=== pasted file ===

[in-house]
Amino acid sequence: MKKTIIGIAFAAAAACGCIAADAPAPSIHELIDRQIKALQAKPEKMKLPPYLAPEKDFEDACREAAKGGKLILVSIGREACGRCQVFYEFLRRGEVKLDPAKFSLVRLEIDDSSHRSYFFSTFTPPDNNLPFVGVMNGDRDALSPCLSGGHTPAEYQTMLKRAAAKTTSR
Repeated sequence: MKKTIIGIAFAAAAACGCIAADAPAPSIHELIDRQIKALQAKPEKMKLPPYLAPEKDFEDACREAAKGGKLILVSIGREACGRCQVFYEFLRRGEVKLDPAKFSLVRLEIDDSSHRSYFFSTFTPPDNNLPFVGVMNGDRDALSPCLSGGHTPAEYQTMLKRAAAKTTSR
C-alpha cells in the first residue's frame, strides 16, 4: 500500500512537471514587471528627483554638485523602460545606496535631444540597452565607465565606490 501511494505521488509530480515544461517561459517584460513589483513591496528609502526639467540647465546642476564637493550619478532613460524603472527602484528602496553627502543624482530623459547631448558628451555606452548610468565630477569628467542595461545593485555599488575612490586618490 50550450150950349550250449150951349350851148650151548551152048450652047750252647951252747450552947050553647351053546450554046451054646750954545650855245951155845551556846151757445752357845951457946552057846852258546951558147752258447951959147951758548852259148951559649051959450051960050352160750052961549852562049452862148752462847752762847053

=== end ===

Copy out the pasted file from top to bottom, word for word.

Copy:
[in-house]
Amino acid sequence: MKKTIIGIAFAAAAACGCIAADAPAPSIHELIDRQIKALQAKPEKMKLPPYLAPEKDFEDACREAAKGGKLILVSIGREACGRCQVFYEFLRRGEVKLDPAKFSLVRLEIDDSSHRSYFFSTFTPPDNNLPFVGVMNGDRDALSPCLSGGHTPAEYQTMLKRAAAKTTSR
Repeated sequence: MKKTIIGIAFAAAAACGCIAADAPAPSIHELIDRQIKALQAKPEKMKLPPYLAPEKDFEDACREAAKGGKLILVSIGREACGRCQVFYEFLRRGEVKLDPAKFSLVRLEIDDSSHRSYFFSTFTPPDNNLPFVGVMNGDRDALSPCLSGGHTPAEYQTMLKRAAAKTTSR
C-alpha cells in the first residue's frame, strides 16, 4: 500500500512537471514587471528627483554638485523602460545606496535631444540597452565607465565606490 501511494505521488509530480515544461517561459517584460513589483513591496528609502526639467540647465546642476564637493550619478532613460524603472527602484528602496553627502543624482530623459547631448558628451555606452548610468565630477569628467542595461545593485555599488575612490586618490 50550450150950349550250449150951349350851148650151548551152048450652047750252647951252747450552947050553647351053546450554046451054646750954545650855245951155845551556846151757445752357845951457946552057846852258546951558147752258447951959147951758548852259148951559649051959450051960050352160750052961549852562049452862148752462847752762847053